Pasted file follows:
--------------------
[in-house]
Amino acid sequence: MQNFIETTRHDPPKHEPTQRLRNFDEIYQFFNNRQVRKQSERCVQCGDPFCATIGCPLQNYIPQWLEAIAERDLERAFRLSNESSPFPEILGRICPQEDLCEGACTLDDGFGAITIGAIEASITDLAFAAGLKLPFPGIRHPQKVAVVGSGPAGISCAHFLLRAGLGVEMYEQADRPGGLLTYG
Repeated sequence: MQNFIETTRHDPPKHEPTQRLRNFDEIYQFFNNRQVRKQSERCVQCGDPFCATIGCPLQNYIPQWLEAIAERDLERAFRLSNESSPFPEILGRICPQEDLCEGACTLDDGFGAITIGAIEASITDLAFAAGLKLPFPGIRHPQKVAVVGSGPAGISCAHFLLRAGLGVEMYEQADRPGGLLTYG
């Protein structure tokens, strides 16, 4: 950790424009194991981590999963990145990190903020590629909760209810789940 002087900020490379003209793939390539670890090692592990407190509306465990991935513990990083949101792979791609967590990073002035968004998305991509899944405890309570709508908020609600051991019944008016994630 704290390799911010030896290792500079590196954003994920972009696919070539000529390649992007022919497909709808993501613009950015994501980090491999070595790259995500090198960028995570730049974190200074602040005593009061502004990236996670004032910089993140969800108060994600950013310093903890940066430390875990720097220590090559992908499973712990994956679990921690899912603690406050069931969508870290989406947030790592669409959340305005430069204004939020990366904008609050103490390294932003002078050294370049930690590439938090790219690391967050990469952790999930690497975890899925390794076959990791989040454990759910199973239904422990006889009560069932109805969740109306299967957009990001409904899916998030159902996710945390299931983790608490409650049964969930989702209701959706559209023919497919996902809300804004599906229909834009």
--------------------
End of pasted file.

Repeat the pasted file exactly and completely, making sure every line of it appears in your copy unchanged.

[in-house]
Amino acid sequence: MQNFIETTRHDPPKHEPTQRLRNFDEIYQFFNNRQVRKQSERCVQCGDPFCATIGCPLQNYIPQWLEAIAERDLERAFRLSNESSPFPEILGRICPQEDLCEGACTLDDGFGAITIGAIEASITDLAFAAGLKLPFPGIRHPQKVAVVGSGPAGISCAHFLLRAGLGVEMYEQADRPGGLLTYG
Repeated sequence: MQNFIETTRHDPPKHEPTQRLRNFDEIYQFFNNRQVRKQSERCVQCGDPFCATIGCPLQNYIPQWLEAIAERDLERAFRLSNESSPFPEILGRICPQEDLCEGACTLDDGFGAITIGAIEASITDLAFAAGLKLPFPGIRHPQKVAVVGSGPAGISCAHFLLRAGLGVEMYEQADRPGGLLTYG
């Protein structure tokens, strides 16, 4: 950790424009194991981590999963990145990190903020590629909760209810789940 002087900020490379003209793939390539670890090692592990407190509306465990991935513990990083949101792979791609967590990073002035968004998305991509899944405890309570709508908020609600051991019944008016994630 704290390799911010030896290792500079590196954003994920972009696919070539000529390649992007022919497909709808993501613009950015994501980090491999070595790259995500090198960028995570730049974190200074602040005593009061502004990236996670004032910089993140969800108060994600950013310093903890940066430390875990720097220590090559992908499973712990994956679990921690899912603690406050069931969508870290989406947030790592669409959340305005430069204004939020990366904008609050103490390294932003002078050294370049930690590439938090790219690391967050990469952790999930690497975890899925390794076959990791989040454990759910199973239904422990006889009560069932109805969740109306299967957009990001409904899916998030159902996710945390299931983790608490409650049964969930989702209701959706559209023919497919996902809300804004599906229909834009």